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Relationship

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Practicing the Spiritual Disciplines of Bible reading and Prayer

Today’s Bible reading is Jesus’ High Priestly Prayer. In it, Jesus reveals the definition of eternal life. “This is eternal life: that they may know you, the only true God, and the one you have sent—Jesus Christ.” (John 17:3 CSB) “I have revealed your name to the people you gave me from the world. They were yours, you gave them to me, and they have kept your word.” John 17:6 CSB)

Eternal life isn’t about religion. It isn’t about behavior change: doing the dos and not doing the don’ts in the Bible. Eternal life is about relationship: knowing and being known. And as such, eternal life doesn’t begin when we cross over to the other side of eternity. It begins the moment we come to know Him on this side of eternity.

Application

Do you know Jesus? Do you have a relationship with Him? How personal is that relationship?

How much time do you spend with Him every day? Not every week, but every single day? As with every other relationship with anyone else, there is no other way to develop a relationship aside from time: logging time in God’s Word and seeking Him in prayer, and practicing the other Spiritual Disciplines.

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Diagram of the relationships in the Trinity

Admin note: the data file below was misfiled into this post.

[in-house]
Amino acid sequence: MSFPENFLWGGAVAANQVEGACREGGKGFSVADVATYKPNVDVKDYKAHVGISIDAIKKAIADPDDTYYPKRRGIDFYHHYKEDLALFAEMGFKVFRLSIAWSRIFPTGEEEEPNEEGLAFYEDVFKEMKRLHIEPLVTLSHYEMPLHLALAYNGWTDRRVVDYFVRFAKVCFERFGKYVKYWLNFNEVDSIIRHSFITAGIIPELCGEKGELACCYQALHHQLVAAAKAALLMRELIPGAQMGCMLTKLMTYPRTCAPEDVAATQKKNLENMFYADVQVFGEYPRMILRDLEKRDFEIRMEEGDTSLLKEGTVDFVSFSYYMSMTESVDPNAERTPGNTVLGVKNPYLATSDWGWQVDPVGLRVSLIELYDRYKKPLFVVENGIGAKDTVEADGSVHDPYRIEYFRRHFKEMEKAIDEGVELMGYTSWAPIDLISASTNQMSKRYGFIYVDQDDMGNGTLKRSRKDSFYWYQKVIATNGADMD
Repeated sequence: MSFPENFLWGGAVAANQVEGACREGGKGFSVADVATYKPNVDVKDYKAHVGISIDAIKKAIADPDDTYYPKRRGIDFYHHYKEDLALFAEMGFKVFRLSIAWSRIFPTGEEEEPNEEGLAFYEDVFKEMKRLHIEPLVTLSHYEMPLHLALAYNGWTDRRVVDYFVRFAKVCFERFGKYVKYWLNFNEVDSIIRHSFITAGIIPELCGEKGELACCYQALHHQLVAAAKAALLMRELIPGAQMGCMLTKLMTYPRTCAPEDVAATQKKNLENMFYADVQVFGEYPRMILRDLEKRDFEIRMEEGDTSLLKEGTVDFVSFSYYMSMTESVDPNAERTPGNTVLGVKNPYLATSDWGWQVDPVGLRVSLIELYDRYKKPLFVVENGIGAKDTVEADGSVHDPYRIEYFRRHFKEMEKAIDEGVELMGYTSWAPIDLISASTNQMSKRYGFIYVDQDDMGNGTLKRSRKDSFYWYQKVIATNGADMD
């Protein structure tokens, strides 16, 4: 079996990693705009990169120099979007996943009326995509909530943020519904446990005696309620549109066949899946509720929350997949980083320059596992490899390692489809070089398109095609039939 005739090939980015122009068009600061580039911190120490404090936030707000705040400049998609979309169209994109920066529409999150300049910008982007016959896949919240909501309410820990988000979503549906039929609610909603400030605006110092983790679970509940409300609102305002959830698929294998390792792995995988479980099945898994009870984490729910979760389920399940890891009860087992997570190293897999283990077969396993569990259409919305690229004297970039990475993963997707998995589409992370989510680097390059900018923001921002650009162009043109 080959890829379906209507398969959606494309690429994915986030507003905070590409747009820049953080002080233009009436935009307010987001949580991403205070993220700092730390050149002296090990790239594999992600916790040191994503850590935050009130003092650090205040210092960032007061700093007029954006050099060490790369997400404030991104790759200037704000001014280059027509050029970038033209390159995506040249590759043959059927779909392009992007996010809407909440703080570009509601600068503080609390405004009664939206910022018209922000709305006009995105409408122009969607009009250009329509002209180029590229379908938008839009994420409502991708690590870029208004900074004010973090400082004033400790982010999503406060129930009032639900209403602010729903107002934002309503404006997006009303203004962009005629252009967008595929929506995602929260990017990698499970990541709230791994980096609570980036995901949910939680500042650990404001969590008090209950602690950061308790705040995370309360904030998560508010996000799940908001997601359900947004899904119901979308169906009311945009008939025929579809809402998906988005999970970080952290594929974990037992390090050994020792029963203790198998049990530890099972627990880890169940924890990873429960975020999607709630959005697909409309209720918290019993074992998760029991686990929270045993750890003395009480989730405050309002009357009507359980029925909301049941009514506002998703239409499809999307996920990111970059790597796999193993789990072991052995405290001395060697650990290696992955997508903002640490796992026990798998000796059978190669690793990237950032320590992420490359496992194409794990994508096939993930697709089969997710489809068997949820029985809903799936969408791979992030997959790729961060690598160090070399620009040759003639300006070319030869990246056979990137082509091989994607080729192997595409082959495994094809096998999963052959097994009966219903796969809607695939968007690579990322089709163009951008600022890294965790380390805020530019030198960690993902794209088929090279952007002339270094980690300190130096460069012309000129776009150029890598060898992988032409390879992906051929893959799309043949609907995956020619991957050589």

Image source: The Gospel Coalition

Never let anyone tell you that the Trinity isn’t biblical. And never be unapologetic in your belief in the Trinity. Granted, the word “Trinity” isn’t used in the Bible, but the doctrine is clearly presented consistently throughout the Bible. In today’s Bible reading, John presents the Trinity in its beauty.

Believers believe in a triune God, that is, One God revealed simultaneously in three persons: God the Father, God the Son, and God the Holy Spirit. Don’t fall for the heresy that says the Father became the Son Who became the Holy Spirit. The Bible teaches that all three have co-existed simultaneously through eternity past and will continue to co-exist simutaneously through eternity future.

Look at John 16:5 and John 16:7. Look at Genesis 1:1-2 and John 1:1. Also, look at Jesus’ baptism in all of the Synoptic Gospels. (Matthew 3:16–17; Mark 1:10–11; Luke 3:21–22) All of these passages speak of the ever-present Trinity as separate persons. Neither is another, but all are fully God, as is illustrated in the diagram above. If you’d like to read more about the Trinity, check out this article from the Gospel Coalition.